Parents as Teachers: Supporting Student with Disabilities

Josh Duke


This is the second post in our series on helping students with special needs during the coronavirus outbreak. In the first post, we examined the challenges facing students with disabilities, their families and their teachers as school moves temporarily online. In this post, we asked Dr. Jenny Root and special education doctoral student Addy McConomy to outline ways that parents can support their students during this time.

Parents and guardians everywhere are discovering that they are now playing two roles: caregiver and educator. This can be especially difficult as they continue manage their household, work from home at their own job, or deal with emotional and mental stress caused by the pandemic. With that in mind, we wanted to provide a few tips for parents suddenly serving as teachers for students with disabilities.

Setting the Right Tone

The first step, says Root, is to acknowledge the situation we are all living in. “Accept that this time will be challenging for everyone!” she says. The idea of normalcy has shifted dramatically in a brief period of time, and the best most of us can do is approximate the life we lived a few months ago.

Despite this rapid change, she says that it is important to try and minimize stress and anxiety before attempting to teach a child. Knowing how to do this will be on an individual basis. “Some students may feel less anxiety if they have access to information about COVID-19. Other students should only be given minimal, developmentally appropriate information,” she says.

For parents interested in sharing information about the coronavirus, Root recommends a guide put together by the National Association of School Psychologists (NASP), which was created using input from school nurses and school psychologists. McConomy also recommends a children’s coloring book from St. Jude Children’s Research Hospital as an appropriate way to teach children about the virus.

Home Life

Aside from creating a safe environment to learn in, parents can also help students with disabilities by creating a schedule. Root recommends that this schedule allows for some flexibility and also promotes activities that a child will enjoy. This can be something as simple as taking out toys or activities in the morning and putting them up at a specific time. To keep things interesting and children entertained, she recommends rotating out these toys and activities. If parents have other children, Root suggests making sure that a schedule also incorporates their needs, as well.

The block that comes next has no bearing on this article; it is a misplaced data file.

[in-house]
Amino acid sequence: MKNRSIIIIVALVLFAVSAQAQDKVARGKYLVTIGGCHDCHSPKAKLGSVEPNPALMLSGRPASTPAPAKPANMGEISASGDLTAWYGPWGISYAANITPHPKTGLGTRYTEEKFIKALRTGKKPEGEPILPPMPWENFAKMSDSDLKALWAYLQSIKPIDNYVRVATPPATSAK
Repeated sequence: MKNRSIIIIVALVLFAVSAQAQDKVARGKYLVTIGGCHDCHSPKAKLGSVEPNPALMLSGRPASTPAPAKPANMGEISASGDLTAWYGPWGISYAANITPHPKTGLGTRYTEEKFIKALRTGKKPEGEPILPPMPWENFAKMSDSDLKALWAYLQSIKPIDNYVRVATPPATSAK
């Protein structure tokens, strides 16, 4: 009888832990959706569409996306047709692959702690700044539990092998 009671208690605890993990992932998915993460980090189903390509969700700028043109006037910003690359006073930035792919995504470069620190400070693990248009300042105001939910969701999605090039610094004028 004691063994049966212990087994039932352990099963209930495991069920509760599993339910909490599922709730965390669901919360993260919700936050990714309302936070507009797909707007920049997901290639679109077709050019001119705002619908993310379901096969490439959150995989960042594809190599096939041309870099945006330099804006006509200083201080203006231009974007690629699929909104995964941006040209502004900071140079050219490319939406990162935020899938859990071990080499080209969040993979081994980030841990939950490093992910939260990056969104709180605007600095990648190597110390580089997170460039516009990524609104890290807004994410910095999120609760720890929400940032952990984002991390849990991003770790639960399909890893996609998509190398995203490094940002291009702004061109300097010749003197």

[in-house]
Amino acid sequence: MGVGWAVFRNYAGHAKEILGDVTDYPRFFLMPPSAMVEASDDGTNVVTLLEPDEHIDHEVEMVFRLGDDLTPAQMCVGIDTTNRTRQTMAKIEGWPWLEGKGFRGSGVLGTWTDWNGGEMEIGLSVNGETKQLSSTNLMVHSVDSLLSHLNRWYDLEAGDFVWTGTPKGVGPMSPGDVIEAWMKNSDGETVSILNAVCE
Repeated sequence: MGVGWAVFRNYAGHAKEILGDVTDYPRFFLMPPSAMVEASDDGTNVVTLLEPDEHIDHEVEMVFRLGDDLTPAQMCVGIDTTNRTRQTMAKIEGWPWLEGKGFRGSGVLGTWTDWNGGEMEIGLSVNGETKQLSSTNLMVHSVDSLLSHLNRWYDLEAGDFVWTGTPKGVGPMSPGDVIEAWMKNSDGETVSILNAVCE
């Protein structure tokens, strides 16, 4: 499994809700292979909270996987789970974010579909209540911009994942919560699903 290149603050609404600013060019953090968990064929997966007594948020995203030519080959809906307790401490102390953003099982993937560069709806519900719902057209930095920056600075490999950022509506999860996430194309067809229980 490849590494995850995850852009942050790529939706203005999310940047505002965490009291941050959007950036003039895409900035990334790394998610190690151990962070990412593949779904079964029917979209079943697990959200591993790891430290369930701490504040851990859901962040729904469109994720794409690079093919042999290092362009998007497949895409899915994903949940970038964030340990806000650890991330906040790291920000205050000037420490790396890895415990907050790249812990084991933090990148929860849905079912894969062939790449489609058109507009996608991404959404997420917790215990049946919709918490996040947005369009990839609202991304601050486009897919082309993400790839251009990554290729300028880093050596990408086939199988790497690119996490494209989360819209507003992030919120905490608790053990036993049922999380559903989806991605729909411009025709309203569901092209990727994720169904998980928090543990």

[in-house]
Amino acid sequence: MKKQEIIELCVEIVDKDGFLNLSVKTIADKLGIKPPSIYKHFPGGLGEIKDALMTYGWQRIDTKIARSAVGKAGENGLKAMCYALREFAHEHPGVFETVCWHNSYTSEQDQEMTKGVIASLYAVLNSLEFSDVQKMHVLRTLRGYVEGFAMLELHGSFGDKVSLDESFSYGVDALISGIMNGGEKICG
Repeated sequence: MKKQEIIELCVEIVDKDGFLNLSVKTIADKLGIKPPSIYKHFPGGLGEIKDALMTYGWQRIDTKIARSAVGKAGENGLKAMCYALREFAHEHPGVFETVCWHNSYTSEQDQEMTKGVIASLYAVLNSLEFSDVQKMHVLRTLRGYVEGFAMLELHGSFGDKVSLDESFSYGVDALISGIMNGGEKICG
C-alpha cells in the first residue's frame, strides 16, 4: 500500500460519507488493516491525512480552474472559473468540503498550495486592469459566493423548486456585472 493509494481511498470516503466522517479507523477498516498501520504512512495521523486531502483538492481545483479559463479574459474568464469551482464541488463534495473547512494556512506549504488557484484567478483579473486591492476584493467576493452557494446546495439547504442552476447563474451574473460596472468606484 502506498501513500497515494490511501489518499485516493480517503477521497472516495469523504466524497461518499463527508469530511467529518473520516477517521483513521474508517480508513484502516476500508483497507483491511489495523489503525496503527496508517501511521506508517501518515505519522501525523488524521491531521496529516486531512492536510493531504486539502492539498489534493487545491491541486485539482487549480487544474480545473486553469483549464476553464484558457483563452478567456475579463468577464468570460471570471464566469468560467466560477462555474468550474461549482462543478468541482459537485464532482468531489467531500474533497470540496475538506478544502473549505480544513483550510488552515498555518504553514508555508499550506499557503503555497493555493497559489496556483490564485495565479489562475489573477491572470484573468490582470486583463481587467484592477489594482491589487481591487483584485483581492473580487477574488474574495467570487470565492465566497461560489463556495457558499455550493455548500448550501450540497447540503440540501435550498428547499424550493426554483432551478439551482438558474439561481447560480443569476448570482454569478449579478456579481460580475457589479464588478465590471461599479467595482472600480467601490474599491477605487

Root also recommends finding ways to incorporate education in everyday life. For example, “Making a meal can be a math lesson, a reading lesson and a social studies lesson all in one!” Something like making cookies involves following directions and measuring ingredients, and afterwards, children get to enjoy a delicious snack.

Communicate with Educators

One of the biggest challenges facing parents is the fact that many of them are not teachers and are not trained to use evidence-based practices. The fact that special education teachers are relying on someone other than themselves to deliver the instruction can create problems.

For this reason, it is important for parents to stay in contact with their child’s teachers. Teachers will be looking for feedback to help them address the needs of their students, and parents will be the primary observer of their child’s response to lessons. “While there will likely be lessons and assignments that are not ideal, parent should feel comfortable reaching out to teachers when the distance learning is consistently not effective,” says Root. “Now more than ever teachers will need to look at each student’s individual needs and strengths in relation to the support their family is able to provide to make educational decisions.”

One of the biggest impacts of distance learning on students is the loss of socializing with their peers in the classroom. While virtual hangouts are not ideal, they still offer a chance for children to connect with their friends and classmates. If possible, Root recommends setting up video chats with fellow students to allow your child time to socialize. Parents can even set up virtual playdates or celebrations for special occasions, like birthdays. Teachers can help facilitate these video chats, so parents should be sure to communicate with teachers to plan special events.